Naknyulem Festival of Nagaland is a religious ceremony of Chang Naga tribe to celebrate their deliverance from darkness. The festival is celebrated on every 11th month of Chang calendar that is at the end of July.
Naknyulem Festival is the most important festival celebrated by the Chang Naga Tribe in Nagaland. It is officially celebrated on 29th, 30th and 31st July. The period coincides with the first harvest of the season for the year. During this festival, the houses of Chang Nagas are decorated with a special kind of tree called ‘Ngunam’.
Origin of Naknyulem Festival
The originality and theme of the festival are closely shaped and inspired by the history of Nagaland. It was originally a religious ceremony to celebrate their deliverance from darkness. As so, it stands today un-wavered as ever as a ceremony that applauds victory of good over evil. It is a symbolic tribute that exercises customary beliefs with regards to their history. During this festival, people offer prayers and invoke God’s blessings with special rituals.
Legend of Naknyulem Festival
According to the Chang mythology, in ancient times, the world was engulfed by darkness for six consecutive days and nights. People were confined in their own homes as the darkness spread all over them. They burnt everything they had to suffice themselves with light to help in their resolve against darkness. But eventually they ran out of material fuel to keep the fire alight and so they burned the horns of cows, buffaloes and other animals that were hung outside their houses. After the 6th day, a man named ‘Namo Molo’ killed a tiger that had been obstructing the light. Despite the engulfing darkness Namo Molo, dauntingly shot down the beast with his bow and arrow. And in that moment, the void filled darkness burst into daylight.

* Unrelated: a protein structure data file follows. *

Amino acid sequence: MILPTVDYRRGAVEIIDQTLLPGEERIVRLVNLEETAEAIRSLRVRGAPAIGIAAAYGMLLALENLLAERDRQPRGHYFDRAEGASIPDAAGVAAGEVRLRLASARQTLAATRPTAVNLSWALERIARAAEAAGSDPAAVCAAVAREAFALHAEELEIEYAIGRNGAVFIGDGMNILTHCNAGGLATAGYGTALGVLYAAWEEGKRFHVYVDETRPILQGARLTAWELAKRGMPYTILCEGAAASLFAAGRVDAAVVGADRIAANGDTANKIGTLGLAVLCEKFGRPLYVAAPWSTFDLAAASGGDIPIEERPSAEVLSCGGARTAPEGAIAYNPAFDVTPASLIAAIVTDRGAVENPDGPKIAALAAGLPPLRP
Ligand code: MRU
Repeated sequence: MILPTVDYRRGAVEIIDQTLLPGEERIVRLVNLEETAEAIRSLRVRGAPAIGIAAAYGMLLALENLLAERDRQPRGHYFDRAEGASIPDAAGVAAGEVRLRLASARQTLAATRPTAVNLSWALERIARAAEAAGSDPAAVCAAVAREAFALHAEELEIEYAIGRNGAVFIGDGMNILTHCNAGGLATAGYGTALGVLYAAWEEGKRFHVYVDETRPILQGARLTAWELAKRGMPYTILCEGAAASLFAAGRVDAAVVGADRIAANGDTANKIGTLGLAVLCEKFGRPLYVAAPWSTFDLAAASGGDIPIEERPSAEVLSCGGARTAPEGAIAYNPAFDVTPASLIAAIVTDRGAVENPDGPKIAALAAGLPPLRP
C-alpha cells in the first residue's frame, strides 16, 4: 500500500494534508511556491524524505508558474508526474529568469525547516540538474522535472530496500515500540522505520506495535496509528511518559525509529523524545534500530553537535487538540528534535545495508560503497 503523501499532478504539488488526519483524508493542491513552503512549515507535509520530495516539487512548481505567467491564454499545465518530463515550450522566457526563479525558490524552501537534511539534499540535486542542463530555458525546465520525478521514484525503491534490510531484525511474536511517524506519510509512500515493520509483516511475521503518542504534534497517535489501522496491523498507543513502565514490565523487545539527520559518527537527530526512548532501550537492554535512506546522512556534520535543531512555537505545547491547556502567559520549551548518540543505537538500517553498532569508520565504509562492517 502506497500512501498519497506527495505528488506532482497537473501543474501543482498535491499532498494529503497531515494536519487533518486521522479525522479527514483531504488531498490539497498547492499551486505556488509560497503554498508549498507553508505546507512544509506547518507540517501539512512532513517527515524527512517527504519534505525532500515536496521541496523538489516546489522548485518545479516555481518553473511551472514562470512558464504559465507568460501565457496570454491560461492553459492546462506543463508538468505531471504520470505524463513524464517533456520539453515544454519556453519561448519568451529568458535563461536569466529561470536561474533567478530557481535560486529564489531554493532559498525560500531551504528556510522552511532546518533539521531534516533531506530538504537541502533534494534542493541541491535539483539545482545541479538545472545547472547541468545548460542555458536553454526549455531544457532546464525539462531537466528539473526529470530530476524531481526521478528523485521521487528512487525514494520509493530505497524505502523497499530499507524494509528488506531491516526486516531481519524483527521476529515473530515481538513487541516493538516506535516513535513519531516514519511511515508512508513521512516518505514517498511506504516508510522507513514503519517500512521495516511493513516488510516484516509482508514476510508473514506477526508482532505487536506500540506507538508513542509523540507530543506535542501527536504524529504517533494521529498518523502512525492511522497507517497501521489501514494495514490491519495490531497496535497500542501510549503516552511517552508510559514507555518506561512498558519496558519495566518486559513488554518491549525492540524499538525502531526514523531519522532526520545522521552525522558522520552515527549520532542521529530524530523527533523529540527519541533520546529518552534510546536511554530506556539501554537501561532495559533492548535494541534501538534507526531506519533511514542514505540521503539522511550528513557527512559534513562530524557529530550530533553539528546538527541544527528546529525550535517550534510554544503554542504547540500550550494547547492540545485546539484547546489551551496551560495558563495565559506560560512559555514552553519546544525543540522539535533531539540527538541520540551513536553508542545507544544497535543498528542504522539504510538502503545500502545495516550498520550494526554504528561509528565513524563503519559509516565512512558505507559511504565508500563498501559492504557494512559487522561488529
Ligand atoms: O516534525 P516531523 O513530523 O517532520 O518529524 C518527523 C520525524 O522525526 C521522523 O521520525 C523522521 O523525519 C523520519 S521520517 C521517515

Celebration of Naknyulem Festival
Naknyulem Festival is celebrated every 11th month of Chang calendar which is at the end of July.
The first day of the festival is known as ‘Wenshi’. Women make steamed biscuits from rice and flour. As a traditional practice in the Chang Naga Tribe, the priest and aged male members of the village engage themselves in making Yan’s (tops) and Kongkin (mouth flute). It is believed that the Gods during this festival come down to earth to collect Yans and Wei. Hence, one pieces each of ‘Wei’ and ‘Yan’ is placed at the entrances of each house for the Gods at night.
The second day of the festival is called ‘Youchem’. This day is filled with many games including competitions and activities that livens the playful spirit.
The third day of the festival is called ‘Nakseng’. On this final day, men beat log drums from dawn till sunrise which indicates their victory against darkness. Old men sit in silence and listen to the chirping birds that bring good omen.